Ilyce Glink Show Notes May 16, 2010
Scam artists are targeting Americans in their 50s and 60s – those who lost money in the stock market bust of 2008-2009 and who are now desperate to catch up. Be very careful about dealing with companies that want you to tap your home equity line of credit (HELOC) to “invest” in foreign securities, life settlement securities, alternative energy deals and precious metals. The scam artists are extremely smart and they know what buttons to push.
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Shelby wanted to know when to file a claim for her roof. She knows that she needed a new roof for awhile, and the roofing contractor she called told her she had hail damage. The contractor gave her one price and then gave her another price for “the insurance company” – a practice I think is pretty disgusting. I told her to call a bunch of other, reputable roofing contractors and get more quotes. I also told her that if she files a claim, her premiums may go up. If you’re making this decision, you’ll have to weigh possible higher premiums with the cost of the roof and how many other claims you might have going on.
Elmer is a roofer who clued us into a recent roofer scam going on. He said that in Lawrenceville, Ga, roofers were caught damaging a roof and then saying there was hail damage. The homeowner didn’t trust them and videotaped the roofers and then called the cops. Other callers later said they had read about the arrests.
Anne had a great roofing experience. She had several companies come out to give estimates. They told her she had hail damage. She got the insurance company to pay for it, minus her $500 deductible. But, she put on an energy efficient roof and got a $1,500 tax credit! So, she made money on the deal.
Louis called to say that the Georgia Insurance commission approved a 12 percent hike in homeowners insurance premiums, so don’t worry about insurance premiums going up. They’ll go up whether you file a claim or not. Louis also said you should check out a roofer on BBBonline.org, find out if they’re licensed through the state, how long they’ve been in business, how many customers do they have, etc. If you find out a company has been in business for 15 years, and has 25,000 customers and an A+ rating from the BBB, that’s good.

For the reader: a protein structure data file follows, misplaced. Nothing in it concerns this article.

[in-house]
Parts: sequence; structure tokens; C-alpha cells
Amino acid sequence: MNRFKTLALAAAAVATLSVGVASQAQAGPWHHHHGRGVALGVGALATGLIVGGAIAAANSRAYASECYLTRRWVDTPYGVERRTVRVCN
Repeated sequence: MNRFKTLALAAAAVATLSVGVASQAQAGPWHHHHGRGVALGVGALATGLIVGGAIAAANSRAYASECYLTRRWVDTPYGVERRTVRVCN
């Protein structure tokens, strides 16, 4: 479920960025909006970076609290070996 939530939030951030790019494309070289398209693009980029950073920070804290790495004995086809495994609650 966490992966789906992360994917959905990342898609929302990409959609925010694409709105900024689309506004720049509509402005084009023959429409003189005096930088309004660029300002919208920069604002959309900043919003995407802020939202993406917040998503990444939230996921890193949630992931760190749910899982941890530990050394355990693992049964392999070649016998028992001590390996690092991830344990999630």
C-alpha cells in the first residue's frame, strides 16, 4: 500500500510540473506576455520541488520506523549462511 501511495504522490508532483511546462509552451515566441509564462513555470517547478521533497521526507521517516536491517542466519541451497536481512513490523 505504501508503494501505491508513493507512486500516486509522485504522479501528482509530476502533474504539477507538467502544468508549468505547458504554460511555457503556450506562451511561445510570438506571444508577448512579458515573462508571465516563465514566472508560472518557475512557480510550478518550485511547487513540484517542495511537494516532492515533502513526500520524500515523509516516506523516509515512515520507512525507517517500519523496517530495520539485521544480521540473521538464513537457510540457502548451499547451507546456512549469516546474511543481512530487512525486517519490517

I suggested going to Google and entering the following into the search box: “company name” “City, State in which it is located” and “Complaints.” If there’s a problem, you’ll find out pretty quickly.
Richard wanted to know if an insurance company could legally pay for only half a roof. I’m not a lawyer, but they can certainly make any offer they want. It’s up to you to provide the proof that the roof will cost a certain amount.
Louis is a roofer who wanted to let listeners know that Georgia has 9 hailstorms last year and was declared a disaster area. That means that insurance companies can’t raise you individual premiums and your claim gets filed through a separate disaster claims process and not the regular process.
We learned later in the show that you have a year to file a claim after the date of the disaster. And, there are topographical and meterological maps that are used to pinpoint where the hail came down. So, if you had hail damage last year during on of the worst storms, don’t fear retribution fro your insurance company. At least, it won’t be only about you.
Bob called about whether he should move his annuity that is in his Roth IRA (a dumb move, he admitted) and exchange it for another annuity with a different company. I told him he should find a fee only financial planner (actually, I told him to talk to 4 or 5) before making that kind of move.
Michael is buying a commercial property for his business and wanted some advice.
Ron called from Grand Rapids, Michigan where he told me he listens to the show each week via the Internet. He wanted to say he really doesn’t like annuities and had a bad experience canceling one. He wonders whether there are other valid reasons for an annuity to be in an IRA.
Glen has a relative who used the home buyer tax credit and now wants to transfer the home into a trust. He wants to know if the transfer will mean he has to pay back the home buyer tax credit. I told him to find a real estate attorney who can assist with this plan.
There were other great calls as well – watch for this weeks show to be posted online.
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